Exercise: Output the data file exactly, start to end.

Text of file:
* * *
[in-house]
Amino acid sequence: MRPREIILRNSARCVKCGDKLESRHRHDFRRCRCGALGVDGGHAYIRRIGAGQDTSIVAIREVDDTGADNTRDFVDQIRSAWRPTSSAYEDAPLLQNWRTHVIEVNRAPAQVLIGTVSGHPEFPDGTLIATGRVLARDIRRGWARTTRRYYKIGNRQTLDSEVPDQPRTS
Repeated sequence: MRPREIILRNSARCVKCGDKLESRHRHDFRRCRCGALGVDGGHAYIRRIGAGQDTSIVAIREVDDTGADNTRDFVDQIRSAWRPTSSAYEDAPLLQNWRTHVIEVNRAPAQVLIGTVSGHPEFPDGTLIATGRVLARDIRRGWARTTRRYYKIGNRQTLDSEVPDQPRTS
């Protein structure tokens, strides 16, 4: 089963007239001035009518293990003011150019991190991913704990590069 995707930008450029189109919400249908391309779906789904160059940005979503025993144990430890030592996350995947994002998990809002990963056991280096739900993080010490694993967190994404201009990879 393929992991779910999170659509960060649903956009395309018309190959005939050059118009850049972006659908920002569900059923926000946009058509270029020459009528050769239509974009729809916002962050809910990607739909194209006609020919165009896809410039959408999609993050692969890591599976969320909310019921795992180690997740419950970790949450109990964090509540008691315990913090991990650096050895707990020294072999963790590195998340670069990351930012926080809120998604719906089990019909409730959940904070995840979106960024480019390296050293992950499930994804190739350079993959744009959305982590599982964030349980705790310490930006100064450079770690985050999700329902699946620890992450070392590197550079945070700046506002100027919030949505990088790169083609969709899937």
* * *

[in-house]
Amino acid sequence: MRPREIILRNSARCVKCGDKLESRHRHDFRRCRCGALGVDGGHAYIRRIGAGQDTSIVAIREVDDTGADNTRDFVDQIRSAWRPTSSAYEDAPLLQNWRTHVIEVNRAPAQVLIGTVSGHPEFPDGTLIATGRVLARDIRRGWARTTRRYYKIGNRQTLDSEVPDQPRTS
Repeated sequence: MRPREIILRNSARCVKCGDKLESRHRHDFRRCRCGALGVDGGHAYIRRIGAGQDTSIVAIREVDDTGADNTRDFVDQIRSAWRPTSSAYEDAPLLQNWRTHVIEVNRAPAQVLIGTVSGHPEFPDGTLIATGRVLARDIRRGWARTTRRYYKIGNRQTLDSEVPDQPRTS
């Protein structure tokens, strides 16, 4: 089963007239001035009518293990003011150019991190991913704990590069 995707930008450029189109919400249908391309779906789904160059940005979503025993144990430890030592996350995947994002998990809002990963056991280096739900993080010490694993967190994404201009990879 393929992991779910999170659509960060649903956009395309018309190959005939050059118009850049972006659908920002569900059923926000946009058509270029020459009528050769239509974009729809916002962050809910990607739909194209006609020919165009896809410039959408999609993050692969890591599976969320909310019921795992180690997740419950970790949450109990964090509540008691315990913090991990650096050895707990020294072999963790590195998340670069990351930012926080809120998604719906089990019909409730959940904070995840979106960024480019390296050293992950499930994804190739350079993959744009959305982590599982964030349980705790310490930006100064450079770690985050999700329902699946620890992450070392590197550079945070700046506002100027919030949505990088790169083609969709899937």